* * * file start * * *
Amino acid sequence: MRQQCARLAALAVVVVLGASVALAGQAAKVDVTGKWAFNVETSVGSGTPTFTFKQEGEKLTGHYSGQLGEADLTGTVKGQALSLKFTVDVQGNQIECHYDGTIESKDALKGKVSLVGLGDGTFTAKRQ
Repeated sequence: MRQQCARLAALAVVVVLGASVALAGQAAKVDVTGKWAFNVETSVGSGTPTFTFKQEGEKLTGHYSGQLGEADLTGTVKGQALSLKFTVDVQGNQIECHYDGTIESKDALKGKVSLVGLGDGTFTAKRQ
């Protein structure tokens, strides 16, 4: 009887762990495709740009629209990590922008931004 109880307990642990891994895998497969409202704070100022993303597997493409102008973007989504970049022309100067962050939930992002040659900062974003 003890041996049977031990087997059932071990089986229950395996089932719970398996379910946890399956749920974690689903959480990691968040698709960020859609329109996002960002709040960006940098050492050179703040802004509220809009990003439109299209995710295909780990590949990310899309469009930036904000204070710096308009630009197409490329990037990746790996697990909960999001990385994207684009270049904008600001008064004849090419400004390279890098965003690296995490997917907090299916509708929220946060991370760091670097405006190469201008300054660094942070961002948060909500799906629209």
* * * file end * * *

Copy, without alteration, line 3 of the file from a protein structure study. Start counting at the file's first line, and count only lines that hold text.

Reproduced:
């Protein structure tokens, strides 16, 4: 009887762990495709740009629209990590922008931004 109880307990642990891994895998497969409202704070100022993303597997493409102008973007989504970049022309100067962050939930992002040659900062974003 003890041996049977031990087997059932071990089986229950395996089932719970398996379910946890399956749920974690689903959480990691968040698709960020859609329109996002960002709040960006940098050492050179703040802004509220809009990003439109299209995710295909780990590949990310899309469009930036904000204070710096308009630009197409490329990037990746790996697990909960999001990385994207684009270049904008600001008064004849090419400004390279890098965003690296995490997917907090299916509708929220946060991370760091670097405006190469201008300054660094942070961002948060909500799906629209």